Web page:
The American West has always been central to this country’s nuclear weapons program. Our vast and arid landscape is where the first nuclear bomb was developed and tested in 1945. This is where the uranium used in nuclear bombs has been mined, where the components of much of our nuclear arsenal have been designed and manufactured, and where our nuclear waste may ultimately find a resting spot.
Many of us assumed, however, that the West’s nuclear role would diminish with the end of the Cold War. We have watched weapons plants close down in Colorado, Washington and Idaho, and research budgets decline at the national laboratories in California and New Mexico.
The emerging story, we thought, was all about cleaning up the West’s contaminated weapons sites, not building new ones.
But we were wrong. In the first story in our occasional series “The West’s New Nuclear Age,” contributing editor Michelle Nijhuis looks at the Bush administration’s campaign to build a major new nuclear bomb factory — and Carlsbad, New Mexico’s determined effort to play host to the facility.
On the surface, this is a local story, about a job-hungry community looking for an economic shot in the arm from the federal government. But at a deeper level, it is about the shifting international landscape, and how the Bush administration intends to use nuclear weapons to reshape it. The plutonium pits produced at the proposed facility will power a new and more agile nuclear arsenal — including the so-called “mini-nukes” and “bunker-buster” bombs, intended to help fight the war on terrorism.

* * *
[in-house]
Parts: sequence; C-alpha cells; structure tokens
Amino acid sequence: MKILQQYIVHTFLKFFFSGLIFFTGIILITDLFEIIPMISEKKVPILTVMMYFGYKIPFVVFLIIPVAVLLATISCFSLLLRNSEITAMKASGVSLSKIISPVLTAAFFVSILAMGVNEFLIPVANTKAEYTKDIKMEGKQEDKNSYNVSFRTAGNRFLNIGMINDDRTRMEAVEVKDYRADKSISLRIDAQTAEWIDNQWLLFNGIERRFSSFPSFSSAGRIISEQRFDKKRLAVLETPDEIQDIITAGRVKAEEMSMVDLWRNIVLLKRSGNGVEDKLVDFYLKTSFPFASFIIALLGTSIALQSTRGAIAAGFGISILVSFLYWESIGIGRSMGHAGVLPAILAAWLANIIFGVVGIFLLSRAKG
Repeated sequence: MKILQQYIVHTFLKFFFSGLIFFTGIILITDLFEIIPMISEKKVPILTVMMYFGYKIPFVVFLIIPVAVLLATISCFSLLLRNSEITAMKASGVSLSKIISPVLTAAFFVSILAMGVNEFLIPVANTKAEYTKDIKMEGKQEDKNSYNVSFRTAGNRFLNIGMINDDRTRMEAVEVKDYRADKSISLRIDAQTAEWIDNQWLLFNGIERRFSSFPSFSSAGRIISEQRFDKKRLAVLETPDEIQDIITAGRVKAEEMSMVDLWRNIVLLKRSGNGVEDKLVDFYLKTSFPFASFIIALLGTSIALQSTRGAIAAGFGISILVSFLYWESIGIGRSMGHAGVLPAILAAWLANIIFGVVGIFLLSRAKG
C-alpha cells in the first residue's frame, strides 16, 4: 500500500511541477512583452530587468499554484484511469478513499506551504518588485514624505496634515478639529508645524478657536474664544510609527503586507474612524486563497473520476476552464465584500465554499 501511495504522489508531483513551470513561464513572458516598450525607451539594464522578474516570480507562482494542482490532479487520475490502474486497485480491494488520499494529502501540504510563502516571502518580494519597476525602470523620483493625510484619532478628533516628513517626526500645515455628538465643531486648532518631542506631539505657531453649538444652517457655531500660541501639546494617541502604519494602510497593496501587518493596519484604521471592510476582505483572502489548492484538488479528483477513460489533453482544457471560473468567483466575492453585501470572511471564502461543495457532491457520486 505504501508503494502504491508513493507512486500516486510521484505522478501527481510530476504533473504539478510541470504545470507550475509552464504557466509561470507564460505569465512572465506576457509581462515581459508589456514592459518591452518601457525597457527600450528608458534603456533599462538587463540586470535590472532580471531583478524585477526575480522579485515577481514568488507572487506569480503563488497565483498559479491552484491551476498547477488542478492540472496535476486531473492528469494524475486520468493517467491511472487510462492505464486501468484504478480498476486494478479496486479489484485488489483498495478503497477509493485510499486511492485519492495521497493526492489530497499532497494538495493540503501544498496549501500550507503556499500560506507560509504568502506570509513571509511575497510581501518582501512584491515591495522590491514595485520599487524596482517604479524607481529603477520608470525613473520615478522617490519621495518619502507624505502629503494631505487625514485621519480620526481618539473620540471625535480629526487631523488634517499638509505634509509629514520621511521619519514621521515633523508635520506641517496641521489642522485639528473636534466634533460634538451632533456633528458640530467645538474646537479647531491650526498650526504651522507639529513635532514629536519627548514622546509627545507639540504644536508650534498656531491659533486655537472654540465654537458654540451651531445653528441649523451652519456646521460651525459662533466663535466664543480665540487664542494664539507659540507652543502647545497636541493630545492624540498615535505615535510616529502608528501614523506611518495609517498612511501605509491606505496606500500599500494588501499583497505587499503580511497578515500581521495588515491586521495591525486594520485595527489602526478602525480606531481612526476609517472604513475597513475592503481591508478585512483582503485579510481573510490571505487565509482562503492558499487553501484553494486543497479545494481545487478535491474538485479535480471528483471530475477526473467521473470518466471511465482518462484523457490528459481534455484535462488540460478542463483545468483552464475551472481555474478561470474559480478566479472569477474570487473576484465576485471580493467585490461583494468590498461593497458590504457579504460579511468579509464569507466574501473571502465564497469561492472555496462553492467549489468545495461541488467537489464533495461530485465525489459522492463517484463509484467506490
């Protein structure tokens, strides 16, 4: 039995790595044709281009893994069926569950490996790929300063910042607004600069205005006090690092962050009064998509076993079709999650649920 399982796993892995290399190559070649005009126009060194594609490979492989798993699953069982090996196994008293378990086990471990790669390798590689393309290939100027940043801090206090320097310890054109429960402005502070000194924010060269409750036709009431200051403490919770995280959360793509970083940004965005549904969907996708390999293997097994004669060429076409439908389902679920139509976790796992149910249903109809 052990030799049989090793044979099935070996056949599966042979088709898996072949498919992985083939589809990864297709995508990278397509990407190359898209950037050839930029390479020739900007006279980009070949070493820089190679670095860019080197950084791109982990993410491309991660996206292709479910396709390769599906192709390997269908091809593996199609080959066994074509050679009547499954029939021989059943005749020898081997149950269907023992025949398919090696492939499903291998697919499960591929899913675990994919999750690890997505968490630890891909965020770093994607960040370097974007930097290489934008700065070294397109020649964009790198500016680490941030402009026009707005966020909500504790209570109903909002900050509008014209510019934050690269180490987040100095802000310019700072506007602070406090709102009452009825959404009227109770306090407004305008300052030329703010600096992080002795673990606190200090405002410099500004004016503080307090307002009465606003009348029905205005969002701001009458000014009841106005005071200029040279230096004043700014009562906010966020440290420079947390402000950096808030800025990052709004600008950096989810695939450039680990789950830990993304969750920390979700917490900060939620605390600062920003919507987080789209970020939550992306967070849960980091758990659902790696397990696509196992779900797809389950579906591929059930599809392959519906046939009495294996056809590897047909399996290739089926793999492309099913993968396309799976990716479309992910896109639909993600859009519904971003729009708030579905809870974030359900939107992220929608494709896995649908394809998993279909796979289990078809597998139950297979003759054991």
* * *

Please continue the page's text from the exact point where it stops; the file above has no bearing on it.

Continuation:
Much of the policy debate over the future of our nuclear arsenal has been hidden away, taking place out of the public’s sight. The draft environmental impact statement for the proposed bomb plant deftly avoids the question of why the country needs the new facility, hiding behind the “classified information” defense. But the West will inevitably play a key role in the development of this new generation of “usable” nuclear bombs.
We know that these bomb factories and their radioactive wastes contaminate the air and water and shorten the lives of workers and people who live downwind. And the plants are at risk for deadly accidents: At Rocky Flats, fires broke out in the production facility on more than one occasion, threatening to envelop Denver in a radioactive cloud.
What are the human health and environmental costs of plutonium pit production? How many plutonium pits do we really need to maintain our nuclear weapons? How serious are we about complying with international treaties reducing our nuclear arsenal? These questions have yet to be answered by those who are pushing for more bombs. They are questions that the West, with its past nuclear experience, must help the country address through open dialogue and public debate.
The good news is that we still have time: Construction of the new facility will not begin until 2010. It’s not too late for Westerners and other Americans to start a badly needed discussion about the nation’s nuclear future.
Note: the opinions expressed in this column are those of the writer and do not necessarily reflect those of High Country News, its board or staff. If you'd like to share an opinion piece of your own, please write Betsy Marston at email@example.com.